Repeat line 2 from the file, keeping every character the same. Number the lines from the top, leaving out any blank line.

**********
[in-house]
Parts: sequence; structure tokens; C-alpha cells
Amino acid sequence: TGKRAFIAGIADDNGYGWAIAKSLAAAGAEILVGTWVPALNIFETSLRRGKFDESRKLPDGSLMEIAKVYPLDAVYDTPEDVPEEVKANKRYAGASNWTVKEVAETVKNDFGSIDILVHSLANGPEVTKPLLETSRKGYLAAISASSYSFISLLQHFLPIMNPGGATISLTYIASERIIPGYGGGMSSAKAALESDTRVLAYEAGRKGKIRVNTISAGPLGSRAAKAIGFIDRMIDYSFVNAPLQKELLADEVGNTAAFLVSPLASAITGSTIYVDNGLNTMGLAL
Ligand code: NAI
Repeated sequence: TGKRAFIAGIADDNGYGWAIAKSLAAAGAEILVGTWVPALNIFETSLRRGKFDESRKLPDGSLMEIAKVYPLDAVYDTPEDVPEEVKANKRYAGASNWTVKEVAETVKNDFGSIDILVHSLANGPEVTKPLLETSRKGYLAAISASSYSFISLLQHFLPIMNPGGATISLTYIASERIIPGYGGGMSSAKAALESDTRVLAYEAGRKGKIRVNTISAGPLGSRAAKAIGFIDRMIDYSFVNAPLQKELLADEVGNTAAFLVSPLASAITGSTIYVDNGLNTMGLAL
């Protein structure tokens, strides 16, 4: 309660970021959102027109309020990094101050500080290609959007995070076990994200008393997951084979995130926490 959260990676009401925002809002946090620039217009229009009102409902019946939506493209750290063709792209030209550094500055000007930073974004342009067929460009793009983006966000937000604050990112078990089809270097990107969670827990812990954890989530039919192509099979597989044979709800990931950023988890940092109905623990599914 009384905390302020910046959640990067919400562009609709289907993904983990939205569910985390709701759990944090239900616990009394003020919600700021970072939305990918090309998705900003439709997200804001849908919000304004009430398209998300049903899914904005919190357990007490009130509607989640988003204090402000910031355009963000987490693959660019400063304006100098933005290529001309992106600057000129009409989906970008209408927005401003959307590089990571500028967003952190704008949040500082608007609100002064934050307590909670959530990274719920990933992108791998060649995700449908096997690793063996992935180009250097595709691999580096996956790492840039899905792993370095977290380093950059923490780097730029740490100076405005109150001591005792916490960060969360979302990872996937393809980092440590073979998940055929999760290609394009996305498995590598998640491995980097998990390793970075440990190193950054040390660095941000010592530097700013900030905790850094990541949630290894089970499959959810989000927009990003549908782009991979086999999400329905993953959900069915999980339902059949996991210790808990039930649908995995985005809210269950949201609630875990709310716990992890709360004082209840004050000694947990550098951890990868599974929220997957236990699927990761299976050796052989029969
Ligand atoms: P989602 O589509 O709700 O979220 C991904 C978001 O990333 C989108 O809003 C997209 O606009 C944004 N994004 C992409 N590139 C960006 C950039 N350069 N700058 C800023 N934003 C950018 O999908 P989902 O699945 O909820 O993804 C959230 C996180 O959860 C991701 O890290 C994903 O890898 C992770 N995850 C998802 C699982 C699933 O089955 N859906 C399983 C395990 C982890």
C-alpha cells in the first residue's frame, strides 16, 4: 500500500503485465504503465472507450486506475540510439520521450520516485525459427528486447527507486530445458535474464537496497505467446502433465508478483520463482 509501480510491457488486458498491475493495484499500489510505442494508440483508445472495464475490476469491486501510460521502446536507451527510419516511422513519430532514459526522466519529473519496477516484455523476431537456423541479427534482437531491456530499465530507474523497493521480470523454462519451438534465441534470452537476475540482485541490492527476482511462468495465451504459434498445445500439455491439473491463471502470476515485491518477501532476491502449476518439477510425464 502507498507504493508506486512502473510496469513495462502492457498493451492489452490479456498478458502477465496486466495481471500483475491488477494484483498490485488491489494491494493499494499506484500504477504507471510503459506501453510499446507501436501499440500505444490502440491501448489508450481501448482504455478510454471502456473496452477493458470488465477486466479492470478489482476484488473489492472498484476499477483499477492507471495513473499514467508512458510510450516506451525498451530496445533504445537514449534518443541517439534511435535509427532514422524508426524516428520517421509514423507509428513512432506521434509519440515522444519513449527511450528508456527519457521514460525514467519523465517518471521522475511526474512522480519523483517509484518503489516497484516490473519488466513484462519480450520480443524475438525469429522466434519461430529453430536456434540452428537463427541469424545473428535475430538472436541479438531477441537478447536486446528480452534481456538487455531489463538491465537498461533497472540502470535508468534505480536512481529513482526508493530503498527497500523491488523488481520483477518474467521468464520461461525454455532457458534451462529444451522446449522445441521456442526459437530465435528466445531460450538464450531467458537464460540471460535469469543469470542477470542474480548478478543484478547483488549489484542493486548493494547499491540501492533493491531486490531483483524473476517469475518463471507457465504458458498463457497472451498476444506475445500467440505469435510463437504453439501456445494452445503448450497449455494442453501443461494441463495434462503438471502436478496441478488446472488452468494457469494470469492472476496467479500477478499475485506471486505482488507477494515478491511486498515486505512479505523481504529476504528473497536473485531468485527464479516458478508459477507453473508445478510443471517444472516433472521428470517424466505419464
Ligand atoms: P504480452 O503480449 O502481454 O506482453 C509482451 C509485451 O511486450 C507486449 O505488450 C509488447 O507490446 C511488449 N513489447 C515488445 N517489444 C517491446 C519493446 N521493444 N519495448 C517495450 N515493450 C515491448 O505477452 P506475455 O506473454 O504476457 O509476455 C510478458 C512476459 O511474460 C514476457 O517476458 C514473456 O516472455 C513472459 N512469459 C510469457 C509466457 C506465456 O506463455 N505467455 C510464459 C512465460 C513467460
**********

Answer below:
Parts: sequence; structure tokens; C-alpha cells